Q: The state of Missouri is extremely lucky to have the USA’s newest road course in the amazing Ozarks International Raceway located near Lake of the Ozarks. Having been recently to a regional sports car event, we were amazed at this facility. Obviously they have more work ahead, but the infrastructure for major race weekends is apparent. Have you heard of anyone connected with IndyCar having spoken with or even touring this awesome road course yet? Would Indy cars have any problems with an undulating track that has over 1000+ feet of elevation changes per lap?

Rusty, Hollister, MO

MP: I’ve seen photos and sure hope to pay a visit at some point. I can’t say if or what its FIA circuit rating might be, but if it’s up to grade to hold an IndyCar event, and there’s money put up to pay the sanction fee and properly promote an event, I’m sure the series would listen.

Q: While watching the open test at the Speedway on Wednesday and Thursday I was reminded of never being able to find an Indianapolis speed chart that shows the complete field with tow speeds and no-tow speeds. Maybe I’m just not looking in the right place. I enjoy seeing who is genuinely fast and the ones just looking for headlines. Also, I think when they start doing full 30-lap test runs in May, those are clear indicators of who to watch for. I know these things are mentioned here and there, but I can’t find a source for all the info?

Dave in DE

MP: IndyCar started including NTR (No Tow Report) info on its live timing and scoring page, which can be found on its website. There’s definitely value in knowing where the driver stand on the no-tow side, but it really only applies to qualifying potential and solo running in the race which, as we know, is a rarity. It’s when you see a driver running in the top five in with a big tow lap and also have a top five no-tow where the real contenders emerge.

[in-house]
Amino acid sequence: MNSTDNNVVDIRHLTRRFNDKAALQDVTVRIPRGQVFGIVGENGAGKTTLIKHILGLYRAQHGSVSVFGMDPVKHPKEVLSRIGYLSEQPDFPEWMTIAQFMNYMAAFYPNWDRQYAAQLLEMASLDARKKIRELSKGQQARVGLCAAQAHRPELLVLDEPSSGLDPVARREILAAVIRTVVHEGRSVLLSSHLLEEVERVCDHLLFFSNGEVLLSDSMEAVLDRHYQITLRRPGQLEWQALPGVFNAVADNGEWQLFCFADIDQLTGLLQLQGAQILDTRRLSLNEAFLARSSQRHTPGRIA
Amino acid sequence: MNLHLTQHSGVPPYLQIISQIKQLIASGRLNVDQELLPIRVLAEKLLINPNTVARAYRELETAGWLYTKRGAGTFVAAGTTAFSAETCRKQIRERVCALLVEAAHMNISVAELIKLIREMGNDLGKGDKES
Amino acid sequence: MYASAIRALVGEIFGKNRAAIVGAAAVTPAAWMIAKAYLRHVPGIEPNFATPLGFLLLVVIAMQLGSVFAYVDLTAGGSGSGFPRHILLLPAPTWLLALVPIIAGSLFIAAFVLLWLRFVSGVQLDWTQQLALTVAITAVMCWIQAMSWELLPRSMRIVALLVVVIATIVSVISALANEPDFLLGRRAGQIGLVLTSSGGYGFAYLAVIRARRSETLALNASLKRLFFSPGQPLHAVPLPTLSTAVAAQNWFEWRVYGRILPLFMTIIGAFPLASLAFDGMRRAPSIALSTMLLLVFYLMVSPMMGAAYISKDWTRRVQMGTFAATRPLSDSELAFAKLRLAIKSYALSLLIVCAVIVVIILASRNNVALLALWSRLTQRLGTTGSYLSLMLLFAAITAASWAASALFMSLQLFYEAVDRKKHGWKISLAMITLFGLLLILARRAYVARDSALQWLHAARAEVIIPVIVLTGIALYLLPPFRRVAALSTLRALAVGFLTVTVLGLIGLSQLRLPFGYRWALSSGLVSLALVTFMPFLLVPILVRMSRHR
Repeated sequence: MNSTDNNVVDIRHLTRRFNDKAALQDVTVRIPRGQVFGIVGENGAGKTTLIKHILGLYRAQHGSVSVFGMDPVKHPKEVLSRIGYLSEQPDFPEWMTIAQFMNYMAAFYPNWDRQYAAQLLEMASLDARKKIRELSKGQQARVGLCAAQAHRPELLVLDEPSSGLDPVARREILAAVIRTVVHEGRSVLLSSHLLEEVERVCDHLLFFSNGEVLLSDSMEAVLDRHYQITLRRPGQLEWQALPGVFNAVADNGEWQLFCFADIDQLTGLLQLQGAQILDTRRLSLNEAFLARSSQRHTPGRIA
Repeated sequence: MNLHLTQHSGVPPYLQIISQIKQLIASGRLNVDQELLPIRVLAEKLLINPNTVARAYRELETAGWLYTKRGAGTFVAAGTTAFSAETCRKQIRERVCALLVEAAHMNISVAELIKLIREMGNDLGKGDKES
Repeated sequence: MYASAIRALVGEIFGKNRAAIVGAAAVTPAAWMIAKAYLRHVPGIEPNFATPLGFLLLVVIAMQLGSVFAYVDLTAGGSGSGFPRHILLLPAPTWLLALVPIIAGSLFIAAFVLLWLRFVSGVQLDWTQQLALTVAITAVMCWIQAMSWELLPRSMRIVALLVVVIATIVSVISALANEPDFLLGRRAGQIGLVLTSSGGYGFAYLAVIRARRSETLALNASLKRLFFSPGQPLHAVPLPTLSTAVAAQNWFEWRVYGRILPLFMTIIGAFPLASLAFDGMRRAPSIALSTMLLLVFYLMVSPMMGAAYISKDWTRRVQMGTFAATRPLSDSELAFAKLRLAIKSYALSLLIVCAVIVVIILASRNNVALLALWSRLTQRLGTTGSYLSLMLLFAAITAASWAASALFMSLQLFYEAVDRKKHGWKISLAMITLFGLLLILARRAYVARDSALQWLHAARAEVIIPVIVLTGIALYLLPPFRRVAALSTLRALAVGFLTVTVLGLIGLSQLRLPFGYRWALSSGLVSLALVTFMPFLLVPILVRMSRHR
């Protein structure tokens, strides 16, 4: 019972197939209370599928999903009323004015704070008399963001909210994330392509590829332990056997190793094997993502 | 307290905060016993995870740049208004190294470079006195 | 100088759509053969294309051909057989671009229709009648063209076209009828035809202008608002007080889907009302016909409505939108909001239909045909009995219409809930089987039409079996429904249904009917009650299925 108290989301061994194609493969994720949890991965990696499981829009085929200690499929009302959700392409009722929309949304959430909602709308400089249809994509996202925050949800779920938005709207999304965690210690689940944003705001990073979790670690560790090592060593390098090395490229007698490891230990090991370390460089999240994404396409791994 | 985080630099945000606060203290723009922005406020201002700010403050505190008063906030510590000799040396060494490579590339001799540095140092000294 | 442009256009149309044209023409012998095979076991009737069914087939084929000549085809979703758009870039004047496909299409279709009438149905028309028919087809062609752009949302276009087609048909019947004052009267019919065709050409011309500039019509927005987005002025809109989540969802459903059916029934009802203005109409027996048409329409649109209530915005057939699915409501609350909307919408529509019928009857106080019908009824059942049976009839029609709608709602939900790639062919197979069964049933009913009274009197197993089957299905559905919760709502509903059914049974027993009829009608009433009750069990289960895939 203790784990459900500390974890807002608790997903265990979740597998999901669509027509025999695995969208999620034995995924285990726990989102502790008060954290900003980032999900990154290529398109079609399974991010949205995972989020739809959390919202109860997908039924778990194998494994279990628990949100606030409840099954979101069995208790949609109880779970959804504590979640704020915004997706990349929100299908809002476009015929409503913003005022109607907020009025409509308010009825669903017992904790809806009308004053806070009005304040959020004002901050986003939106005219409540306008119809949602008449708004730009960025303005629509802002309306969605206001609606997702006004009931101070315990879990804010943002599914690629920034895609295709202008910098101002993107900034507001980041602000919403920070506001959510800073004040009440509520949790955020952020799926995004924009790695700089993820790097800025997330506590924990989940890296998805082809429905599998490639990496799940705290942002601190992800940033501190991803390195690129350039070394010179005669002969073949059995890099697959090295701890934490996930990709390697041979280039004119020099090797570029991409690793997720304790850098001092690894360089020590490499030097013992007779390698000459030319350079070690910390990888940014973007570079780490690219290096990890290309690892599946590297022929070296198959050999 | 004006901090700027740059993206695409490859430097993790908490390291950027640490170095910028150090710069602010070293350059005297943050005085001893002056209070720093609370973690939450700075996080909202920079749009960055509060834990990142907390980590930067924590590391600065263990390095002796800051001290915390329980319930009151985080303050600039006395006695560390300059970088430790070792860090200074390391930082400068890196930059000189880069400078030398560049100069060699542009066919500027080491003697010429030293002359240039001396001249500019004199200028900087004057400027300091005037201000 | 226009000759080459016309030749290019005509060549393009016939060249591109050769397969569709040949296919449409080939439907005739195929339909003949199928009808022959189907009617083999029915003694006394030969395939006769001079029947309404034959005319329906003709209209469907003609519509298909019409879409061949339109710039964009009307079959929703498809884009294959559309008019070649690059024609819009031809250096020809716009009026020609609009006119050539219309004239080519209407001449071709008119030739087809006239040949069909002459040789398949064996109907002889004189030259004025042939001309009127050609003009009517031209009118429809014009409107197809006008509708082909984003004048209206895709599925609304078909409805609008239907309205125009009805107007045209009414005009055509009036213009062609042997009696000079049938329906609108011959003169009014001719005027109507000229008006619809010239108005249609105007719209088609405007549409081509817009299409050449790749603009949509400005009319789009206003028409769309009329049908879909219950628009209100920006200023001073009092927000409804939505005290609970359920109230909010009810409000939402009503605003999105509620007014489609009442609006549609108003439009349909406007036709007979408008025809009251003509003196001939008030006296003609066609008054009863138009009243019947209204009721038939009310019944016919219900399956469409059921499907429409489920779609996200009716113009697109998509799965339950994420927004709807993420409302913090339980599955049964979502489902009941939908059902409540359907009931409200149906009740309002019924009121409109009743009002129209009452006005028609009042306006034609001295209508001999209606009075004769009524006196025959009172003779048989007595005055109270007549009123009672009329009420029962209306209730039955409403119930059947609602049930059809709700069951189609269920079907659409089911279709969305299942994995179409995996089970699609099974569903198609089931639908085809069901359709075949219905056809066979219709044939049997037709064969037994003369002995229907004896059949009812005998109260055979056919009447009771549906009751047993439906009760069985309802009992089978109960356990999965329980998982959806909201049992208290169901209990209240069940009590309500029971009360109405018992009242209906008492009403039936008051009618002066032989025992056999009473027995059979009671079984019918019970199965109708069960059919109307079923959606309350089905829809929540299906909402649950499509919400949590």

Q: After reading your article discussing IndyCar’s plans to extend the classic DW12 chassis to receive its Bar Mitzvah, the only thing that I could think of is that Roger Penske the team owner is looking purely at the near-term bottom line and neither the long-term bottom line nor the concerns that the drivers have voiced over its weight and aero issues. As Mike Hull pointed out when the new engine was being tested, the teams are going to have to spend at least $250,000 to update the DW12 to handle the hybrid, while a new chassis could be in the neighborhood of $400,000. Taking Mike’s math based on what CGR has (10 cars) how does “saving” $1.5 million in 2024 actually help the teams in the long run? CGR will end up spending $6.5 million to update the DW12 and then purchase the new DW2? which ends up being a 62.5% premium. To me, that math doesn’t line up to help the bottom line for these teams. Am I missing something?

Chris in Alexandria, VA

MP: There’s a lot of opposing things going on at the same time. We’re about to receive a cool and new higher-tech engine and ERS combination, but we’re stuffing it into the oldest active racing chassis in professional open-wheel. It’s like doing an amazing renovation inside a house, but leaving the old, rusty and dusty exterior alone. Conflict No. 1.

The call was made to spend a ton of money on developing these new engines, and they will certainly cost the teams more money, so there’s a willingness to spend on new things, but not when it comes to complementing the new motor with a new chassis that’s designed and optimized to handle the extra rearward weight. Conflict No. 2.